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WAR AGAINST JUGURTHA,
AND OF THE
CONSPIRACY OF CATILINE:
DICTIONARY AND NOTES.
PROF. E. A. ANDREWS.
CROCKER & BREWSTER.
Entered, according to the Act of Congress, in the year 1841, by
in the Clerk's Office of the District Court of the United States for the District of
PREFACE TO THE SECOND EDITION.
The first edition of Sallust by the present editor having been favorably received by the public, no alteration in its plan has been thought necessary In preparing a second edition, however, every part has been carefully revised.
The text, in the former edition of the Jugurthine War was based upon that of Cortius. It was not until nearly the whole of that portion of the work was printed off, that the editor was abie to obtain the highly valuable editions, which, within a few years past, have issued from the German press. Of these such use was made in the remainder of the work, as the brief time allowed for this purpose would permit.
The text of Cortius was distinguished from those previously in common use by frequent ellipses, especially of particles, pronouns, and the substantive verb These ellipses gave to the author's style an appearance of peculiar harshness; and rendered the connexion at times obscure and difficult. Besides other valuable improvements in the text of this author, the German editors, after the most careful collation of manuscripts and early editions have in many instances restored the words omitted by Cortius.
The text adopted in both parts of the present edition is, in general, that of Kritz. but modified by reference to the editions of Planche, Burnouf, Gerlach, Herzog and the Bipont editors. The alterations made in this edition will, it is believed, commend themselves to all, who shall examine them with care, as serving to remove many of the difficulties found in the common editions.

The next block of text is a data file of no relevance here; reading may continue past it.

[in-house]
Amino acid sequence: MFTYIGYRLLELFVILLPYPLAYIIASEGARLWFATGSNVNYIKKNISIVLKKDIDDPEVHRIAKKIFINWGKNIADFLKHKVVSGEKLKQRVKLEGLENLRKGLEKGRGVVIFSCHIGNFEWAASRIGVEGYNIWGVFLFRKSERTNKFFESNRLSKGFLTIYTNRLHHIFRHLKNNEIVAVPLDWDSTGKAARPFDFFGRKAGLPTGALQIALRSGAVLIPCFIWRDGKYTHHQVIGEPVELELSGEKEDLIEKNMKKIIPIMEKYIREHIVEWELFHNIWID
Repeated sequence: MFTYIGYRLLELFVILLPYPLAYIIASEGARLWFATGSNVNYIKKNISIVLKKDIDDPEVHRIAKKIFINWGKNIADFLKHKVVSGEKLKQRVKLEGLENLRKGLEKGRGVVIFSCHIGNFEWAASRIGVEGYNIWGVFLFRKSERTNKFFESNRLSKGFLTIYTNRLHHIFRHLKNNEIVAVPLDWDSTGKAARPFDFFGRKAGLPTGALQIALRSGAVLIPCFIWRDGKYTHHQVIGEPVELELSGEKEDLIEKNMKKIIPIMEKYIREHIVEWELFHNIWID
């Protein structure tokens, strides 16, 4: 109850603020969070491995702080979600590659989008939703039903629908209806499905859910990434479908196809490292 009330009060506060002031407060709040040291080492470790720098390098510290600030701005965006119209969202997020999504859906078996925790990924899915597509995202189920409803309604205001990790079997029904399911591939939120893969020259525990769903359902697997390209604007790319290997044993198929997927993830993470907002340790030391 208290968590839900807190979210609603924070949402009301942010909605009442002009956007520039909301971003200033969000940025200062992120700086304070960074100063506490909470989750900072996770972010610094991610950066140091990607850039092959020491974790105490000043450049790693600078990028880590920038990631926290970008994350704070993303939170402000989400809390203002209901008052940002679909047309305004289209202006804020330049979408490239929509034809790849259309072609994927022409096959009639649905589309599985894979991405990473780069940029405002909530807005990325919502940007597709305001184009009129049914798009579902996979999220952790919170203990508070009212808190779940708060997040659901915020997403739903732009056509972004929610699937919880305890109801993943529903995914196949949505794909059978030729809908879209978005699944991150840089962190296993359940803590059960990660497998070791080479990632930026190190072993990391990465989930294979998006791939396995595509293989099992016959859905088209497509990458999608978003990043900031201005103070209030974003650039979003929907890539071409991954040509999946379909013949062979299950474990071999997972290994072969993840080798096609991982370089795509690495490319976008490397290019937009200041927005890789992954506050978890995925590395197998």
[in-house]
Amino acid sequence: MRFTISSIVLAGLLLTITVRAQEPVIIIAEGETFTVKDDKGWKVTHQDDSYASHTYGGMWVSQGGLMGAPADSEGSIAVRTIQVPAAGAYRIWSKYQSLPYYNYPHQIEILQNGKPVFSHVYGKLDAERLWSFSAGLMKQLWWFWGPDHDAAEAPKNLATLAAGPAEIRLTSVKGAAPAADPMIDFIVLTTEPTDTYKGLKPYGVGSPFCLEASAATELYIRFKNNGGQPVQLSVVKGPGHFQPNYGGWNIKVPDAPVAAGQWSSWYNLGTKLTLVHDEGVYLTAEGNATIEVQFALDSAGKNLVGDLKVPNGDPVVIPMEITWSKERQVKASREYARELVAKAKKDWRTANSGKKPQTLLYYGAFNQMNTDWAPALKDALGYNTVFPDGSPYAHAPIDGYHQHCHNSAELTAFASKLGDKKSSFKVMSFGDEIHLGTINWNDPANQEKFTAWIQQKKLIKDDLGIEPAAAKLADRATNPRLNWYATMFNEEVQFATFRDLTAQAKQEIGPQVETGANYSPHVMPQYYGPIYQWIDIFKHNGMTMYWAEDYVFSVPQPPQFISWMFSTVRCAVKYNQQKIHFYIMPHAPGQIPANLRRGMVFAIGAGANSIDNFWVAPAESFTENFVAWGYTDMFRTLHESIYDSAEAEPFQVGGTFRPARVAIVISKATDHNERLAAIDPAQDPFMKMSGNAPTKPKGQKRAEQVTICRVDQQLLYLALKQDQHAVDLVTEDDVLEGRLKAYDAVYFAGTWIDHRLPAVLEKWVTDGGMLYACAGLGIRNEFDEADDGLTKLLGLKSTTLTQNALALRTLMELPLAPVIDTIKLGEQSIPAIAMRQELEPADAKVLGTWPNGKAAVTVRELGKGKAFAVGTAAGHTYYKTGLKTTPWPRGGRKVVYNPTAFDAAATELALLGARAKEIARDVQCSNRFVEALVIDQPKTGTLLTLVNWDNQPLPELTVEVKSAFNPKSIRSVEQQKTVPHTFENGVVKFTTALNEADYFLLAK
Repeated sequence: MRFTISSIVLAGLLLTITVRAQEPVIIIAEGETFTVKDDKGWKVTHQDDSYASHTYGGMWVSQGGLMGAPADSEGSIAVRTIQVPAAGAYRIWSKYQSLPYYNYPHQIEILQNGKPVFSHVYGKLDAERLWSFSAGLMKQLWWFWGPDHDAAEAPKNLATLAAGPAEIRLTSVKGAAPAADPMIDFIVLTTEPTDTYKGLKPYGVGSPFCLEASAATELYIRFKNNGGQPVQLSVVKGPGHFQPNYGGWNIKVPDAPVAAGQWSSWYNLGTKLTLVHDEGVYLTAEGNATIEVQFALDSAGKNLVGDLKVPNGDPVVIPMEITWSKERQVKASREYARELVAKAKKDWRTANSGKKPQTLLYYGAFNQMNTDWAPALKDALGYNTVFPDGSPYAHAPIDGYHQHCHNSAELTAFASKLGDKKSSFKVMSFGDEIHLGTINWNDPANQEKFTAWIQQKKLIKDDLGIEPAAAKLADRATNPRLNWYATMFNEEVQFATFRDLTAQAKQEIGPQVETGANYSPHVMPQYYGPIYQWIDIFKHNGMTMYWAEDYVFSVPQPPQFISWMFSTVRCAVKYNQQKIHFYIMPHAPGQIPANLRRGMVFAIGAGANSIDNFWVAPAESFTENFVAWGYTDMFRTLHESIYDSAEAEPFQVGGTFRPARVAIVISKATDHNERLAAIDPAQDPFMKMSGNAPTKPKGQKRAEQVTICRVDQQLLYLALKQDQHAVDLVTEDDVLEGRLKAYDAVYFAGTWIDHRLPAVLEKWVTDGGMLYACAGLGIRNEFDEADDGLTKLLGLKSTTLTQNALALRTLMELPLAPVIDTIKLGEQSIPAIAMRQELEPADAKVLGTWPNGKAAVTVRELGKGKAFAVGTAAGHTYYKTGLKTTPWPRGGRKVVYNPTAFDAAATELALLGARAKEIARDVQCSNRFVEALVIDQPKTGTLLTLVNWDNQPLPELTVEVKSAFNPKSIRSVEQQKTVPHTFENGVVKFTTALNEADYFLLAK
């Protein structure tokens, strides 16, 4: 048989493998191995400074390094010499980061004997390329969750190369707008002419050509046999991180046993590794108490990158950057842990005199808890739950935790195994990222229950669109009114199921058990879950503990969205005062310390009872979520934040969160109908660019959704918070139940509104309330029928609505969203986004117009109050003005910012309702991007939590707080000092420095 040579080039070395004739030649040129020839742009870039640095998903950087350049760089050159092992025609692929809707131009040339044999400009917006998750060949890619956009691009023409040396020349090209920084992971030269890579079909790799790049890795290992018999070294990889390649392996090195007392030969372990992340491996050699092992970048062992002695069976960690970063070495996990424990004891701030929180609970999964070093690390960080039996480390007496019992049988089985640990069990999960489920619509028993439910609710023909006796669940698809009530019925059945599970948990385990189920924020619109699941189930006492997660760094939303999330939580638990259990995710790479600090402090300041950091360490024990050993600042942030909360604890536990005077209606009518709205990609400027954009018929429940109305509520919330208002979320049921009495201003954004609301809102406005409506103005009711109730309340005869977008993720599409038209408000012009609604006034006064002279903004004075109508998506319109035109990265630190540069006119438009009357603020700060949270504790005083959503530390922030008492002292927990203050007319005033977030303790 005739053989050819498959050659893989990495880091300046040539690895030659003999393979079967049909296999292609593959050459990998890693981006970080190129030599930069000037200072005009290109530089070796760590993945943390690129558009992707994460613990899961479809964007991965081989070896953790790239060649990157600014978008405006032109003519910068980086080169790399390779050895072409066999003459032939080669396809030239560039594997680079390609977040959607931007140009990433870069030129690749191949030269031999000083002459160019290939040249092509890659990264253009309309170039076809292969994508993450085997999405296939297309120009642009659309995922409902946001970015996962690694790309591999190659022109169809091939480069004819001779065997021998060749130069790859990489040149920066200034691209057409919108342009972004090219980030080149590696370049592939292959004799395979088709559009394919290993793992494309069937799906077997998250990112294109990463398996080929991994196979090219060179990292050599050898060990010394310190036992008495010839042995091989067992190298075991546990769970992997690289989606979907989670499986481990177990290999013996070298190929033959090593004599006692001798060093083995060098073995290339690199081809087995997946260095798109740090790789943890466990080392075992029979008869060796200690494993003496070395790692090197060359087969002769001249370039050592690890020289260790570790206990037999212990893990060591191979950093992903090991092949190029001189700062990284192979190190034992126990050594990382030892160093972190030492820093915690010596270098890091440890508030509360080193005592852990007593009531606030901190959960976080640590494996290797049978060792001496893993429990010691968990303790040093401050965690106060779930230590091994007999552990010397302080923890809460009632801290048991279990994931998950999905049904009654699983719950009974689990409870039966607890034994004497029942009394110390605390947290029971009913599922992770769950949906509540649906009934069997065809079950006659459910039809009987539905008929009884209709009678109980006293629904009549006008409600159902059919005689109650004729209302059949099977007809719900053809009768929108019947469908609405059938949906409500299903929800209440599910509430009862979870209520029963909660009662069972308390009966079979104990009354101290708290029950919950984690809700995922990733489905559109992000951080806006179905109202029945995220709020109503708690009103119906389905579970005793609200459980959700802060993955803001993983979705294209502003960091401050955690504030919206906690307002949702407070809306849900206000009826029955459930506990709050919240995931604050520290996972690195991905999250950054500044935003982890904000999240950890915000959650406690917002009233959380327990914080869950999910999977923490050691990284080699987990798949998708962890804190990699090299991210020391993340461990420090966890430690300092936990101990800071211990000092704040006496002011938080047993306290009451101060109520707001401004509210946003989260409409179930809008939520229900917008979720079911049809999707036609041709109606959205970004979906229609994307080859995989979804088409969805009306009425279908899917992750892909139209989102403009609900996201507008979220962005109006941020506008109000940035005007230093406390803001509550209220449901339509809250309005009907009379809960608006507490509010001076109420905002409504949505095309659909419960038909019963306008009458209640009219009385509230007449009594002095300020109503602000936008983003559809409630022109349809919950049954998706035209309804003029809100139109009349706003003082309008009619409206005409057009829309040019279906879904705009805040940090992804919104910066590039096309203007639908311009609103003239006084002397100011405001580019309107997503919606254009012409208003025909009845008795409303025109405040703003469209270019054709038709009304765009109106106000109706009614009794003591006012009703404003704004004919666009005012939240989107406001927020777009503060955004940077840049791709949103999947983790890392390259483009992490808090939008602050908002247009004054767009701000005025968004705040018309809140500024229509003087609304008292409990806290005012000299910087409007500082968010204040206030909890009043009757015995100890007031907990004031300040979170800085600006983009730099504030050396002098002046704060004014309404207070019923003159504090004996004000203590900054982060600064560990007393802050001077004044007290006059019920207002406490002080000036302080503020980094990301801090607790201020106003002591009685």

The orthography of the first edition, which, with few exceptions, was that adopted by the Bipont editors and by Planche, has been retained.
The following extracts from the preface to the first edition will sufficiently explain its general plan.
"In arranging the two treatises of Sallust constituting the text of this work, the first place has been assigned to the War against Jugurtha. Such an arrangement seemed to be expedient in a work intended for the use of students not previously familiar with Roman history; inasmuch as the History of Catiline's Conspiracy, which occurred many years after the war against Jugurtha, contains numerous allusions to persons engaged in that war, and to political events connected with it.
As some of the most prominent difficulties in Latin syntax arise from the use of the oratio obliqua, the occurrence of this construction has generally been denoted by means of single inverted commas, while direct quotations are distin guished by the usual marks.
To the preparation of the accompanying Dictionary, much time and labor have been devoted. The design has been to unite, so far as a due regard to brevity would permit, the advantages of a Lexicon Sallustianum with those of a general dictionary." To this end the common significations of each word are given, whether occurring in Sallust or not, but in noting the constructions of words, those only are mentioned, which are found in this author. The plan of the work did not permit the introduction of extended discussions relating to points of history or biography, customs or laws. For minute information on these and kindred subjects, it was thought better to refer the student to his Classical Dictionary and Roman Antiquities, and especially to some good Roman history; such, for example, as Ferguson's Roman Republic.